The US National Security Agency (NSA) broke privacy rules and overstepped its legal authority thousands of times in the past two years, according to documents leaked by Edward Snowden.The incidents resulted in the unauthorised electronic surveillance of US citizens, according to documents published by the Washington Post.Mr Snowden, a former NSA contractor, has leaked top secret documents to the US and British media.
People sending email to any of Google’s 425 million Gmail users have no “reasonable expectation” that their communications are confidential, the internet giant has said in a court filing.Consumer Watchdog, the advocacy group that uncovered the filing, called the revelation a “stunning admission.” It comes as Google and its peers are under pressure to explain their role in the National Security Agency’s (NSA) mass surveillance of US citizens and foreign nationals.
http://www.theguardian.com/technology/2013/aug/14/google-gmail-users-privacy-email-lawsuitAlso see:Google tells US court: Gmail users can’t expect privacy
Users of Google’s email service Gmail should have no “legitimate expectation” that their emails will remain private, the company has said in a submission to a US court.Consumer Watchdog (CW), a US pressure group, described Google’s statement as a “stunning admission” of the extent to which internet users’ privacy is compromised.The document was lodged by Google in a California court in response to a lawsuit that accused the web giant of breaking US laws when it scans emails in order to target adverts to users.
[IDG] The U.S. has verbally committed to enter into a no-spying agreement with Germany in the wake of disclosures about the U.S. National Security Agency’s secret surveillance programs.The verbal commitment was given in talks with the German Federal Intelligence Service (Bundesnachrichtendienst, BND), the sole foreign intelligence service of Germany, the German government said in a news release on Wednesday. This means that there must be no governmental or industrial espionage between the two countries, it said.
Responding to Germans’ unease over U.S. surveillance of the Internet, Chancellor Angela Merkel’s cabinet agreed initial plans on Wednesday to boost European technology companies and make them a more favourable alternative to U.S. peers.Merkel’s chief of staff said on Monday that fears of mass U.S. spying on Germans were unfounded, and Washington had assured Berlin it had upheld German law. But with an election looming in less than six weeks, the government has come under pressure to do more to protect citizens’ private data.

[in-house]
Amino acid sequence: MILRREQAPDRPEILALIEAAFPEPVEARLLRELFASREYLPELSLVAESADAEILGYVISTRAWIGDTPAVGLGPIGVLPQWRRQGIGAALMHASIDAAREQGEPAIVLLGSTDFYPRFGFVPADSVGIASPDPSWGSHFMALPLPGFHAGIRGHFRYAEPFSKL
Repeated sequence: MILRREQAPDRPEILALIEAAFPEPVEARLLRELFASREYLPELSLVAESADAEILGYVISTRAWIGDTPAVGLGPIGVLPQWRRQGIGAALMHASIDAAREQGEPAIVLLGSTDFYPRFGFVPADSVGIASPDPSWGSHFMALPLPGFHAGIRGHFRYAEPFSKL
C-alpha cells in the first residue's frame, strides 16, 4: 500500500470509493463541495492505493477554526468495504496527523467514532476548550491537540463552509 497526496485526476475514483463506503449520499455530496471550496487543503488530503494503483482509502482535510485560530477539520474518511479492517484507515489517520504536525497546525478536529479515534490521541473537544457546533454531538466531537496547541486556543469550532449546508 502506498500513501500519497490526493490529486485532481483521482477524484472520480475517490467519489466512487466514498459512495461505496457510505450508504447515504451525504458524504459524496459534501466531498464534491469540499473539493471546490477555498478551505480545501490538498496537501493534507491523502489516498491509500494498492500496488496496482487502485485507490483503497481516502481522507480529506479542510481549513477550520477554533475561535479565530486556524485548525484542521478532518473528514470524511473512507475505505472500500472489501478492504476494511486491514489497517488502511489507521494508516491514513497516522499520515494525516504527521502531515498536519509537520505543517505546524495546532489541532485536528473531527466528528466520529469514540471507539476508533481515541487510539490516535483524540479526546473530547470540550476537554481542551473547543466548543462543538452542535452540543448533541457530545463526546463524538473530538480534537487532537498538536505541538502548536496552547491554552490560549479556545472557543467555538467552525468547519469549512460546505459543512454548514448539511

Even while rapidly expanding its electronic surveillance around the world, the National Security Agency has lobbied inside the government to deploy the equivalent of a “Star Wars” defense for America’s computer networks, designed to intercept cyberattacks before they could cripple power plants, banks or financial markets.But administration officials say the plan, championed by Gen. Keith B. Alexander, the director of the National Security Agency and head of the Pentagon’s Cyber Command, has virtually no chance of moving forward given the backlash against the N.S.A. over the recent disclosures about its surveillance programs.
President Obama’s message about the government’s massive electronic surveillance programs came through loud and clear: Get over it.The president used more soothing words in his pre-vacation news conference Friday, but that was the gist. With perhaps the application of a fig leaf here and a sheen of legalistic mumbo jumbo there, the snooping will continue.Unless, of course, we demand that it end.The modest reforms Obama proposed do not begin to address the fundamental question of whether we want the National Security Agency to log all of our phone calls and read at least some of our e-mails, relying on secret judicial orders from a secret court for permission. The president indicated he is willing to discuss how all this is done — but not whether.